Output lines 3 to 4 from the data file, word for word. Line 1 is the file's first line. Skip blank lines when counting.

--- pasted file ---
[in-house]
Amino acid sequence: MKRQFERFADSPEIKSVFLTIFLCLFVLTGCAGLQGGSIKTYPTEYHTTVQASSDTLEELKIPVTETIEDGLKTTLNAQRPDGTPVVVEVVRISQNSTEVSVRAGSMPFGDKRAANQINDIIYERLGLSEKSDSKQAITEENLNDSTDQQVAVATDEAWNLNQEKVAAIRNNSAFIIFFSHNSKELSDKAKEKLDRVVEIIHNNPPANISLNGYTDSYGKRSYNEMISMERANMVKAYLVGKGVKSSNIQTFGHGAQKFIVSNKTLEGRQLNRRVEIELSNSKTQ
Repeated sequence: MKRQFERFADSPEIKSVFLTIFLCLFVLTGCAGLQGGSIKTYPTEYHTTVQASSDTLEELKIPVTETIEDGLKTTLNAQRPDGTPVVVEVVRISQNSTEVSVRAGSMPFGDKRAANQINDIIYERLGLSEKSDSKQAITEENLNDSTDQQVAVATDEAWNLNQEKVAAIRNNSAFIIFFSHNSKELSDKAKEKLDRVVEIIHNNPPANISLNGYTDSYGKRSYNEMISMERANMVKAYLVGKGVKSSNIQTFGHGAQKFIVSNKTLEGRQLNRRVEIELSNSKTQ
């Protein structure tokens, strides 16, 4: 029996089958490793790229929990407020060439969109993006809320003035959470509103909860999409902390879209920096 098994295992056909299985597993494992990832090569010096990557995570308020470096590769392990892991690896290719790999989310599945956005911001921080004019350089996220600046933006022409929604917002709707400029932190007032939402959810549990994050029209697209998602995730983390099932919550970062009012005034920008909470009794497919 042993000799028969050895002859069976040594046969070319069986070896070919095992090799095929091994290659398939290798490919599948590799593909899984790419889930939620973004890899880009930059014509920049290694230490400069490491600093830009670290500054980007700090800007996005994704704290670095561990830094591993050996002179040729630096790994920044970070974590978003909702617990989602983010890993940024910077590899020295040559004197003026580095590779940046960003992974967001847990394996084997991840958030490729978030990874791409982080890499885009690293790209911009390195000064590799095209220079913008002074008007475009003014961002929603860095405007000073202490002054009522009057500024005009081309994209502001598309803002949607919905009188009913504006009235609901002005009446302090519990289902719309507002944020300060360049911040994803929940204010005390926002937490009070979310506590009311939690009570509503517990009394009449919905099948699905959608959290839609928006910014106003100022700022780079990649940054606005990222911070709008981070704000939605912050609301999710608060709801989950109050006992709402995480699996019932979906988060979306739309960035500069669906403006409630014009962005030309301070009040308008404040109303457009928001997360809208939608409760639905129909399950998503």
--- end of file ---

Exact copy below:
Repeated sequence: MKRQFERFADSPEIKSVFLTIFLCLFVLTGCAGLQGGSIKTYPTEYHTTVQASSDTLEELKIPVTETIEDGLKTTLNAQRPDGTPVVVEVVRISQNSTEVSVRAGSMPFGDKRAANQINDIIYERLGLSEKSDSKQAITEENLNDSTDQQVAVATDEAWNLNQEKVAAIRNNSAFIIFFSHNSKELSDKAKEKLDRVVEIIHNNPPANISLNGYTDSYGKRSYNEMISMERANMVKAYLVGKGVKSSNIQTFGHGAQKFIVSNKTLEGRQLNRRVEIELSNSKTQ
């Protein structure tokens, strides 16, 4: 029996089958490793790229929990407020060439969109993006809320003035959470509103909860999409902390879209920096 098994295992056909299985597993494992990832090569010096990557995570308020470096590769392990892991690896290719790999989310599945956005911001921080004019350089996220600046933006022409929604917002709707400029932190007032939402959810549990994050029209697209998602995730983390099932919550970062009012005034920008909470009794497919 042993000799028969050895002859069976040594046969070319069986070896070919095992090799095929091994290659398939290798490919599948590799593909899984790419889930939620973004890899880009930059014509920049290694230490400069490491600093830009670290500054980007700090800007996005994704704290670095561990830094591993050996002179040729630096790994920044970070974590978003909702617990989602983010890993940024910077590899020295040559004197003026580095590779940046960003992974967001847990394996084997991840958030490729978030990874791409982080890499885009690293790209911009390195000064590799095209220079913008002074008007475009003014961002929603860095405007000073202490002054009522009057500024005009081309994209502001598309803002949607919905009188009913504006009235609901002005009446302090519990289902719309507002944020300060360049911040994803929940204010005390926002937490009070979310506590009311939690009570509503517990009394009449919905099948699905959608959290839609928006910014106003100022700022780079990649940054606005990222911070709008981070704000939605912050609301999710608060709801989950109050006992709402995480699996019932979906988060979306739309960035500069669906403006409630014009962005030309301070009040308008404040109303457009928001997360809208939608409760639905129909399950998503």